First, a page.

An attacker needs to embed malicious code within container images to exploit the file descriptor leak and potentially gain host access. This can occur through various means, including:
Attackers with some level of access to the host system (e.g., indirect access through a vulnerable service or application running on the host) can exploit the vulnerability while running a container using the runc run command. By manipulating arguments and environment variables, they can trick the container process into setting its working directory to a leaked file descriptor on the host, achieving container breakout.
Another scenario presents a broader impact (but more difficult to exploit) than the one mentioned above. An attacker has knowledge about an administrative process calling runc exec with the current working directory flag (i.e., cwd) and knows the leaked file descriptor ID. In this scenario, it’s possible that the attacker will change the path with a symbolic link to a leaked file descriptor. This exploitation will result in the attacker gaining access to the host file system, bypassing PR_SET_DUMPABLE protection.
Once the container process has its working directory set to the leaked descriptor path, it can access the host filesystem at that location. This can grant read, write and even execute privileges depending on the permissions of the leaked file descriptor.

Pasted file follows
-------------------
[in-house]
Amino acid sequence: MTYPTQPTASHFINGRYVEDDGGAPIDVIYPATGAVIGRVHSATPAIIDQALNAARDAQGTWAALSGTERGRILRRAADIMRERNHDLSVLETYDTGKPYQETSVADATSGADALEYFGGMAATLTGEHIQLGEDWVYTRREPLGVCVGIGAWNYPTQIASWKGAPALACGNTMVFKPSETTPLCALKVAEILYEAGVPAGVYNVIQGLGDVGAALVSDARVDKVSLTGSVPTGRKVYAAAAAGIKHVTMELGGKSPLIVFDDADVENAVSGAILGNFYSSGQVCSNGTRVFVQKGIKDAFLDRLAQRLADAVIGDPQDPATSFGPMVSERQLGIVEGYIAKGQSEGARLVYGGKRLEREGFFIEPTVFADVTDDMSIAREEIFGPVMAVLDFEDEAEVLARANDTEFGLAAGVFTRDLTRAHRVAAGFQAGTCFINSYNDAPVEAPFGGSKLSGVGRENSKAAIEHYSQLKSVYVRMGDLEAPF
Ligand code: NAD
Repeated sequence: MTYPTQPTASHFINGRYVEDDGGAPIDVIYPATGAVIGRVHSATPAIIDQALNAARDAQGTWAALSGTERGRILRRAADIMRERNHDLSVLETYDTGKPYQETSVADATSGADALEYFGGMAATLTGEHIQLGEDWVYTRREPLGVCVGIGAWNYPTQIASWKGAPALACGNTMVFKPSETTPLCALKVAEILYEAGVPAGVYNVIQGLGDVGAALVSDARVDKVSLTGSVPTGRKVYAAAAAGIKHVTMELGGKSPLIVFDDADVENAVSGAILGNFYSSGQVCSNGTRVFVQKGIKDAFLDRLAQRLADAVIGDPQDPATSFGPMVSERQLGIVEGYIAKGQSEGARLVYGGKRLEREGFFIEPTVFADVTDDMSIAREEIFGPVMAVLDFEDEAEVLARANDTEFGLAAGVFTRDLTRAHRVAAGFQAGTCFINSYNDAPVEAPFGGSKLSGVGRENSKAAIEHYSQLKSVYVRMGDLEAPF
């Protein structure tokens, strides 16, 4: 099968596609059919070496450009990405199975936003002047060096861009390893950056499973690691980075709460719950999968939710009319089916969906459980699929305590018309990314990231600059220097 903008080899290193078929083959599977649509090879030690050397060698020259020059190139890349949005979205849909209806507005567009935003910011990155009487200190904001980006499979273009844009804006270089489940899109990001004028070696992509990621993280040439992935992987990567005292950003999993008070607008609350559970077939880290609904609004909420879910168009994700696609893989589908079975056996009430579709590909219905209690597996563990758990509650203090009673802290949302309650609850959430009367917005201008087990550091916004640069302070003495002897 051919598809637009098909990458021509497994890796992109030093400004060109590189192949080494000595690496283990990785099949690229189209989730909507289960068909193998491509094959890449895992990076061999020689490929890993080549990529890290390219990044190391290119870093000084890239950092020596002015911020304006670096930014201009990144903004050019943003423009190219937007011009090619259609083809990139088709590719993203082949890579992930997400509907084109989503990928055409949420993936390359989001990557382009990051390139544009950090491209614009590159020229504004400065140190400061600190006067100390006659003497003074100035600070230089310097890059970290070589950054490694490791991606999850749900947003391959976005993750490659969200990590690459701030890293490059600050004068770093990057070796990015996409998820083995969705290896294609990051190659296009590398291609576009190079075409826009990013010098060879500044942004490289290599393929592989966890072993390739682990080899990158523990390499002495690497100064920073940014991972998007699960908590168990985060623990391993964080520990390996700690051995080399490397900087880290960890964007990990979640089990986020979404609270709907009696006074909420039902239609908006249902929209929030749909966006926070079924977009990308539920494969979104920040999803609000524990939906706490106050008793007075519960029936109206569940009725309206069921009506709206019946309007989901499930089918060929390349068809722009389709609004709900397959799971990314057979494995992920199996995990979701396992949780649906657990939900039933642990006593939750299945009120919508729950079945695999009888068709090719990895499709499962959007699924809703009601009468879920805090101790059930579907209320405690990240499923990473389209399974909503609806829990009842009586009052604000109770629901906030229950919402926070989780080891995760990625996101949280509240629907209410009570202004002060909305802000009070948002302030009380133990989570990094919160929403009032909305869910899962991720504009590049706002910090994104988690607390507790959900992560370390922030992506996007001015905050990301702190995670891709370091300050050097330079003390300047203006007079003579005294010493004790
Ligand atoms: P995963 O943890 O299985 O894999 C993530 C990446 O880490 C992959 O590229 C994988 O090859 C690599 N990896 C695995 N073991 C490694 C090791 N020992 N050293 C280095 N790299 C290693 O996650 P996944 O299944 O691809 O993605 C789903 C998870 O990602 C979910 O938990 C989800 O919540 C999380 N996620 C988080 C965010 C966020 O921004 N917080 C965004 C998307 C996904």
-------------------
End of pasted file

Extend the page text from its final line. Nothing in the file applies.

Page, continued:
Upgrade runc to version 1.1.12 or later, which addresses the vulnerability by properly closing leaked file descriptors. Additionally, since the build process already happened, using a prebuilt image from a reputable registry will mitigate the risk. It's still important to check the build date of the image compared to the runc patch date, though.
CVE-2024-23651 stems from a symlink race condition in Docker versions below 23.0.1. The issue occurs during the image build process within the cache mount mechanism, as implemented in Buildkit versions up to and including 0.12.4. Exploiting this symlink race condition allows attackers to access files from the host system, but the likelihood of a successful exploitation is low, as it’s difficult to beat the race condition.
When you use the RUN --mount=type=cache directive in a Dockerfile, you can specify a source for the cache mount. This source is a directory on the host system that the Docker daemon uses as the cache directory. Docker then mounts this directory at a specified location in the Docker image being built.